As if hormones during the menstruation cycle were not enough, pregnancy multiplies hormone levels. Certain hormones lie dormant until pregnancy. But, hormones such as HCH, Human Chorionic Gonadotropin, are made through the formation of a placenta.
Just a fun fact: This is the hormone that a pregnancy test looks for when searching for a result. During the first trimester of pregnancy, HCH levels skyrocket, which is the cause for morning sickness.
In addition to HCH, estrogen and progesterone also appear throughout pregnancy and throw hormone levels all out of balance. Estrogen helps ready the breasts for lactation, and progesterone helps allow the uterus to hold the size of the baby.
While side effects from pregnancy vary from woman to woman, pregnancies themselves can differ. A woman’s second or third pregnancy – and so on, may be quite different from the first. Most negative side effects include morning sickness, sore breasts, heartburn, and indigestion. The culprits for these negative side effects? You guessed it, hormones, of course.
6. Hormones: You Have Them Too
Just like women have certain levels of testosterone, men have female sex hormones, too. All men have varying levels of estrogen in their bodies.
Some men with certain diseases may have extreme levels, whether too high or too low. Diabetes, prostate cancer, and heart diseases are known to affect levels of estrogen in men.
Estrogen is important in the male reproductive system and is known for affect male behavior. As men age, their estrogen level increases and testosterone decreases, so it may eventually be necessary to take a progesterone supplement to help balance them out.
7. Menopause Takes Time
Men and women alike dread the thought of menopause. While infertility may be desirable for older couples, menopause comes with an array of negative side effects, of which almost everyone is aware.
Many associate menopause with being in their late thirties or early forties; however, this is just the beginning of perimenopause, which is the early stage of menopause. After this stage, women experience those dreaded side effects, of course all women’s experiences vary, for approximately one to three years.
So, if you have a woman in your life going through “the change,” be patient. The night sweats, hot flashes and heart palpitations won’t last forever. She does not want to deal with them, either. Remember that menopause can take years to subside, so bunker down, stay patient, and help your menopausal woman be more comfortable.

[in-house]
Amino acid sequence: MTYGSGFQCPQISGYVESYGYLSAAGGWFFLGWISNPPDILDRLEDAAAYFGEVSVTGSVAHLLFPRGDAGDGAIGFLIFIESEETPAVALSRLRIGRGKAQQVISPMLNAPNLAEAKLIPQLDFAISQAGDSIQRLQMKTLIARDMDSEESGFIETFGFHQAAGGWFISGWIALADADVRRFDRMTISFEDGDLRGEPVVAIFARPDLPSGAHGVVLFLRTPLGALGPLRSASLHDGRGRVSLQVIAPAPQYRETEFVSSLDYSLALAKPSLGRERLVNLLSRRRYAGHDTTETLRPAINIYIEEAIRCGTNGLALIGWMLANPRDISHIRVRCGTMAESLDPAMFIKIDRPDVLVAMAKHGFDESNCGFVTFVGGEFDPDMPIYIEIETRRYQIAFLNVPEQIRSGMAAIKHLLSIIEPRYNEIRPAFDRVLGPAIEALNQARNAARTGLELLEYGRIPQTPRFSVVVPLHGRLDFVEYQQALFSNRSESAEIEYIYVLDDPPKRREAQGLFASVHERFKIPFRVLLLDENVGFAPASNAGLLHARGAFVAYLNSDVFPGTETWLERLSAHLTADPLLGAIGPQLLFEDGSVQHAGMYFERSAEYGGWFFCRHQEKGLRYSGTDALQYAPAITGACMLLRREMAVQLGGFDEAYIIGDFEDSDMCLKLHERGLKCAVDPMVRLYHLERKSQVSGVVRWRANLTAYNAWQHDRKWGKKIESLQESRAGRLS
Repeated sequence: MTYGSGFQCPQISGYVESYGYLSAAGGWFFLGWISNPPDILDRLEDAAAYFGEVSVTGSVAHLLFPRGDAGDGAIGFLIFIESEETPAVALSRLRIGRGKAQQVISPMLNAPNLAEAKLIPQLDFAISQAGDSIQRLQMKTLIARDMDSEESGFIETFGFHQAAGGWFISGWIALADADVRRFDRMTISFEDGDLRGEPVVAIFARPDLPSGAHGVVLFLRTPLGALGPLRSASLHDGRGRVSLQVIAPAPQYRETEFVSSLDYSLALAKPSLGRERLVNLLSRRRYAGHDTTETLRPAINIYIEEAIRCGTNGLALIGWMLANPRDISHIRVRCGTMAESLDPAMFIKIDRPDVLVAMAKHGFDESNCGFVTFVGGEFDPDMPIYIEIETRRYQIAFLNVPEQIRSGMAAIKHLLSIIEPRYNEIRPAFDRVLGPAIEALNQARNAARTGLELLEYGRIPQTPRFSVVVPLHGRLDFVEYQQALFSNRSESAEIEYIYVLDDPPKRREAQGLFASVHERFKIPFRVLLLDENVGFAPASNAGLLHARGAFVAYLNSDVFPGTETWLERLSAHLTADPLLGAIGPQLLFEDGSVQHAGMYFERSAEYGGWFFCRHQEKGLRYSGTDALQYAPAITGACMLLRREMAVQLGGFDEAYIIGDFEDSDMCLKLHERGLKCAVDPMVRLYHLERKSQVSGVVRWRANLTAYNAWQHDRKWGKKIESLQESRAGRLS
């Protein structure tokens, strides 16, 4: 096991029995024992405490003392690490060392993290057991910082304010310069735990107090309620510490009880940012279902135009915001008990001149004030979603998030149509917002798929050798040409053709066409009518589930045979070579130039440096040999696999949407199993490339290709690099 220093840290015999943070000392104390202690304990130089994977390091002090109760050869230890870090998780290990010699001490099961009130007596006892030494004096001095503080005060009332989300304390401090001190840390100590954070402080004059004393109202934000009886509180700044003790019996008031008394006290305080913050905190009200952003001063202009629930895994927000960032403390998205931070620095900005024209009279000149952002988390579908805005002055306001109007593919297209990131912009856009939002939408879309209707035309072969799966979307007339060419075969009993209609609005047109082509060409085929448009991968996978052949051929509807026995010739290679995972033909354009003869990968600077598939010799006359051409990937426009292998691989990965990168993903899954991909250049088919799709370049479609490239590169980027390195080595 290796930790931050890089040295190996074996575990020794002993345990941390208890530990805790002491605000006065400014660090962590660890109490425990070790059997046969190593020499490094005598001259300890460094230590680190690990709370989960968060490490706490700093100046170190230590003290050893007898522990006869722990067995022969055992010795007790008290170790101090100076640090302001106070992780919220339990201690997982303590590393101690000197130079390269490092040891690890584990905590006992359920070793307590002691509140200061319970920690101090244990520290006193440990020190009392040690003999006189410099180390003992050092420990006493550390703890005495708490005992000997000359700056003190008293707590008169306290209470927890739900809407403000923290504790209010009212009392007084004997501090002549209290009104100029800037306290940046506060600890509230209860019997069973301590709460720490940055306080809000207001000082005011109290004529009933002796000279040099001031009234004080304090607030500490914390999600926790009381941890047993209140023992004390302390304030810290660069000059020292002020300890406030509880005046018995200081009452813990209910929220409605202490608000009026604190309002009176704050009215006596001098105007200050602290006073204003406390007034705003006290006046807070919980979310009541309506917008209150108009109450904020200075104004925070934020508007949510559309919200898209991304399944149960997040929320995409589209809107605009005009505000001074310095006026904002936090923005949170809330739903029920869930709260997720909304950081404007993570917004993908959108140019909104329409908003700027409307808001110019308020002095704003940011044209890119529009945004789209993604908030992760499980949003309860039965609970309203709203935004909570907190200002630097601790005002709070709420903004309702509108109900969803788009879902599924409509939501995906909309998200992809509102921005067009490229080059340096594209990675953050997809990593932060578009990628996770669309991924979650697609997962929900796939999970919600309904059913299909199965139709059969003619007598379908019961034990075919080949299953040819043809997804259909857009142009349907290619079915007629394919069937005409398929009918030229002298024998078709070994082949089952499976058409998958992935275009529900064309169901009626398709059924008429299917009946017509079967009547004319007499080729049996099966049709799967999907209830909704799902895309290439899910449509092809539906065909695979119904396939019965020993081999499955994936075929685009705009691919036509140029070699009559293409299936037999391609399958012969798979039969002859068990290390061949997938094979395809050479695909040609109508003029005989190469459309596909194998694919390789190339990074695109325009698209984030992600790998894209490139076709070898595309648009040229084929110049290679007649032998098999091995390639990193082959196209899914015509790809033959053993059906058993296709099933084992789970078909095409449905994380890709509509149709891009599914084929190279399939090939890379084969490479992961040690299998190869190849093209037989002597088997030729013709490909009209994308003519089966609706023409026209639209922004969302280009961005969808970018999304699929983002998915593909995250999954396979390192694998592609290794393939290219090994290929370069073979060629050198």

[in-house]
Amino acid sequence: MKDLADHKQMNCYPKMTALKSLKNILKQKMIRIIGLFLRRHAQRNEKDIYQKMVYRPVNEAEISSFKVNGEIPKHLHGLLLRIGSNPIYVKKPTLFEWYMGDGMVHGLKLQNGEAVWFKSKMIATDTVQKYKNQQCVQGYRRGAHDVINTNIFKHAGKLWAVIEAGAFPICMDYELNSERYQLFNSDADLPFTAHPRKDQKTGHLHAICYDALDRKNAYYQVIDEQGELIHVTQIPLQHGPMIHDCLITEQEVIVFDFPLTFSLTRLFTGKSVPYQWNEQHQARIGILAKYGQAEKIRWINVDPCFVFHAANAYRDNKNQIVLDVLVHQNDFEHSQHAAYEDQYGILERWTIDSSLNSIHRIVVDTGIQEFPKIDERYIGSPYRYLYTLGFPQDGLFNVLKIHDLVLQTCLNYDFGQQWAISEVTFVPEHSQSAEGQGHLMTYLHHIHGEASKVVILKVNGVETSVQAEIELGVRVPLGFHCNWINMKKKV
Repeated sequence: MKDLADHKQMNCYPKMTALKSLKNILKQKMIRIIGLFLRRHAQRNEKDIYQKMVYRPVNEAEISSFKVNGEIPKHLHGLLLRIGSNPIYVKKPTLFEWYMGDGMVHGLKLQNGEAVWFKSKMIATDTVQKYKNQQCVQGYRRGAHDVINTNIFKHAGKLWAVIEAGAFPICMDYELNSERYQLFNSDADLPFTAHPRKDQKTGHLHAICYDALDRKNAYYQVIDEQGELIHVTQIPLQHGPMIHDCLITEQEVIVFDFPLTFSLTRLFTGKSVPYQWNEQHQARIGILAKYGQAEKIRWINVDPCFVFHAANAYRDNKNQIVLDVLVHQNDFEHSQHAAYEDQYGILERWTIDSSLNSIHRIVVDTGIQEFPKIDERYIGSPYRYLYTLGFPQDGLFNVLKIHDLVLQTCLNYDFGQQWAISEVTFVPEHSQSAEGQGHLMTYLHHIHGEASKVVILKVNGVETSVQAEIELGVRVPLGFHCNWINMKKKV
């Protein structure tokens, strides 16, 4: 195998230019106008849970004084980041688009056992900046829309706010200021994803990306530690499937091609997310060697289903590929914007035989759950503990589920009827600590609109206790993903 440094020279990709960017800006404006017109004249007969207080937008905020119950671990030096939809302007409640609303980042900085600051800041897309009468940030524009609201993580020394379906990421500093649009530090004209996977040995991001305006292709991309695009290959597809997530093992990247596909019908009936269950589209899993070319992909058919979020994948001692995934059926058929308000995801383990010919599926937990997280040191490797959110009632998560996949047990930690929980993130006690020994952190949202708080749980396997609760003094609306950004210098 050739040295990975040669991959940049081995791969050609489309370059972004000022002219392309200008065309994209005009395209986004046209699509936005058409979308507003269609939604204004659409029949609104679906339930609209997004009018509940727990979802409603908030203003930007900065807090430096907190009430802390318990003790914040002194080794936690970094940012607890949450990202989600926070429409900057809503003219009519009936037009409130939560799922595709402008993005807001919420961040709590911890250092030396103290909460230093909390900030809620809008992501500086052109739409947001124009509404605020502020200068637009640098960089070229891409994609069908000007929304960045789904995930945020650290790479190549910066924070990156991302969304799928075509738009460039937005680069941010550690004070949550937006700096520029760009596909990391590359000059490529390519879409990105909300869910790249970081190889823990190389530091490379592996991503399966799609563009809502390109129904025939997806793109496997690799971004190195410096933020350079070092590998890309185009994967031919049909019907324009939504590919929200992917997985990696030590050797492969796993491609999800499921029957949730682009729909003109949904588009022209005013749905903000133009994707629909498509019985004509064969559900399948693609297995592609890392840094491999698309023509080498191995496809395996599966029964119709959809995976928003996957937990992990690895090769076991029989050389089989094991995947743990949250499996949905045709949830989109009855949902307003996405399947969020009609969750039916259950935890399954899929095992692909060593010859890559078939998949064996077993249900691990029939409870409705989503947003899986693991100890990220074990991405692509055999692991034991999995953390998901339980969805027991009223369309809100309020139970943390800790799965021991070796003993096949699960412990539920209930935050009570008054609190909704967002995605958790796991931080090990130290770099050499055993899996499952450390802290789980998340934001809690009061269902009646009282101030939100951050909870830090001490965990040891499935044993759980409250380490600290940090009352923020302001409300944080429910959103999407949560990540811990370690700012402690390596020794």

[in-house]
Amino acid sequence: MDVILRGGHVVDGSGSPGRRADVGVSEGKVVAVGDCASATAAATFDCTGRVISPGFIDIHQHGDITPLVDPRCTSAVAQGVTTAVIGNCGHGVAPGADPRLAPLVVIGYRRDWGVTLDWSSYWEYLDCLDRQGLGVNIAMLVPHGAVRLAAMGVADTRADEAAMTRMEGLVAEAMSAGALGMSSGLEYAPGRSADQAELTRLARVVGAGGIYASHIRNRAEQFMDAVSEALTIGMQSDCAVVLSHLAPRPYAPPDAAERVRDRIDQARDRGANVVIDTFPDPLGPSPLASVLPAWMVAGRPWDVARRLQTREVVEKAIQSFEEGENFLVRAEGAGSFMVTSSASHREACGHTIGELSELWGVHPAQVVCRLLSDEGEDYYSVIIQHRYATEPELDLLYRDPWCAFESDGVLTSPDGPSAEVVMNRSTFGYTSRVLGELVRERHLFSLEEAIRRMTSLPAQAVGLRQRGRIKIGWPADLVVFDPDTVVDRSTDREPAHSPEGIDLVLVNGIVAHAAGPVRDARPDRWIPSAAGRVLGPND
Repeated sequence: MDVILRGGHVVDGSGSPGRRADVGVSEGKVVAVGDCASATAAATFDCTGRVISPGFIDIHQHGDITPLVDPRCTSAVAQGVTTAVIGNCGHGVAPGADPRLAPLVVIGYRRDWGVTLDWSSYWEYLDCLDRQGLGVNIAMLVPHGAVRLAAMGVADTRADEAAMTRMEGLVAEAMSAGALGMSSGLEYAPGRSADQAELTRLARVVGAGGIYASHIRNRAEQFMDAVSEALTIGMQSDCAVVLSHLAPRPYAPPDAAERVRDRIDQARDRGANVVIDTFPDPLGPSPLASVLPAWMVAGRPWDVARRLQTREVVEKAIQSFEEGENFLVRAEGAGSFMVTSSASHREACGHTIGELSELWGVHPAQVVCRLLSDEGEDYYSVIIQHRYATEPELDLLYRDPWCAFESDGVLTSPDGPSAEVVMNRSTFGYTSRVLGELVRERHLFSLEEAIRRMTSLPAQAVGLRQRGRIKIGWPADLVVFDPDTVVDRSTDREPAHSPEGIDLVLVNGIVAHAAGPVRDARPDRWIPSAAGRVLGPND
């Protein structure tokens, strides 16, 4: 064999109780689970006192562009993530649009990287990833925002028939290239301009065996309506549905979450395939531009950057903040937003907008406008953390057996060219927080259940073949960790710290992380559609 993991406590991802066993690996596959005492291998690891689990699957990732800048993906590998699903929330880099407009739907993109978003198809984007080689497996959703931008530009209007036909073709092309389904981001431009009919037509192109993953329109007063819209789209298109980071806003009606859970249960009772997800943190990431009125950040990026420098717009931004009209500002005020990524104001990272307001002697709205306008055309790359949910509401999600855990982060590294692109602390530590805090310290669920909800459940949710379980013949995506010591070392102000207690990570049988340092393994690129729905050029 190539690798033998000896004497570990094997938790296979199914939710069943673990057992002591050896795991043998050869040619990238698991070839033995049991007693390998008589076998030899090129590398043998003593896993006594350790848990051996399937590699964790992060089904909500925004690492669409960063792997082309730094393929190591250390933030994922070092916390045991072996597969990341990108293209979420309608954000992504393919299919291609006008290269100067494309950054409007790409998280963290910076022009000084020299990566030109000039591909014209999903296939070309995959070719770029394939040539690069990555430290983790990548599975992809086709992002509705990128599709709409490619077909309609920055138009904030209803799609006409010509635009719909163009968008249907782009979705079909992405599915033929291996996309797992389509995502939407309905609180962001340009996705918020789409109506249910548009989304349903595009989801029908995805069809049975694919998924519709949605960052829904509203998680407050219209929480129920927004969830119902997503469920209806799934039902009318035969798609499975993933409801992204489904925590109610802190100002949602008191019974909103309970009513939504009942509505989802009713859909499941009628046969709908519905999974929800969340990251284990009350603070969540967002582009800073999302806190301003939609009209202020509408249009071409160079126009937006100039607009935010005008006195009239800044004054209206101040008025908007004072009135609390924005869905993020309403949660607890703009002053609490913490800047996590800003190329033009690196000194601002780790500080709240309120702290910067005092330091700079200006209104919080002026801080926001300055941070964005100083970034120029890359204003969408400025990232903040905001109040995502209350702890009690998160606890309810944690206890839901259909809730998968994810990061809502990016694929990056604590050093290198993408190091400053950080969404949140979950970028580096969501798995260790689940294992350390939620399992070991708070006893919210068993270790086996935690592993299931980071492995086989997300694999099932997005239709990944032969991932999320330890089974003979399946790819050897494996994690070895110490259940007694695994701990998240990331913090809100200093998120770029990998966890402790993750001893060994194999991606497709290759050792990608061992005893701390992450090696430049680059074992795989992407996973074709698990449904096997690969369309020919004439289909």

8. Hormones are Constantly Doing a Juggling Act
As you can infer, the balance of hormone levels is important to one’s health. For that reason, your body is in a non-stop juggling act. Men with too much estrogen can experience an increase in fat cells, causing enlarged breasts and other undesirable side effects.
Women with low estrogen levels may experience a drop in bone density and therefore become more susceptible to osteoporosis. In contrast, women with too much estrogen can become more prone to developing different types of breast cancer, so either way it is advised for women who fall into these categories to receive hormone therapy to help regulate their estrogen balances.
Unbalanced hormone levels are not unusual, but it is important to remember that both men and women have important hormones, and both sexes can experience a hormone imbalance.
9. The Relationship Between Hormones and Libido
Many people assume that as women age, their libido disappears into thin air. This is all due to a drop in hormone levels. However, while estrogen does decrease as women age, this is only one of the many reasons why her libido may get lost.
A lack of intimacy, depression, a dependency on alcohol or drugs, even prescription, are also leading factors for women with low libido. If you know a woman experiencing low libido, it’s important that you don’t assume it’s due to a lack of estrogen.
Yes, estrogen is the female sex hormone, and yes, it does dictate libido; however, a woman’s libido is dictated by many other factors, too. Lack of sleep, poor diet, illness and many other factors come into play. Talk to her and find out what’s really happening, so you can both find a solution.
10. Hormones Don’t Run Your Life – or Hers
While this list has certainly brought about the importance of maintaining healthy hormonal levels, you can’t assume that hormones dictate women’s lives – or men’s, for that matter. At times it may appear this way.
Look at all of the negative side effects women have to endure, all thanks to their hormones, like mood swings, severe cramps and pains, headaches, hot flashes, cold sweats and so much more.
The takeaway here is that men are just as reliant on their hormones as women are. Sure, women have an abundance of negative side effects, but they really don’t affect as many aspects of how women behave as you think.
The next time she blames her negative mood or food cravings on PMS, remember, hormones are only partly to blame. Ask her what is really bugging her, as well as about serious hormonal disorders, like PMDD.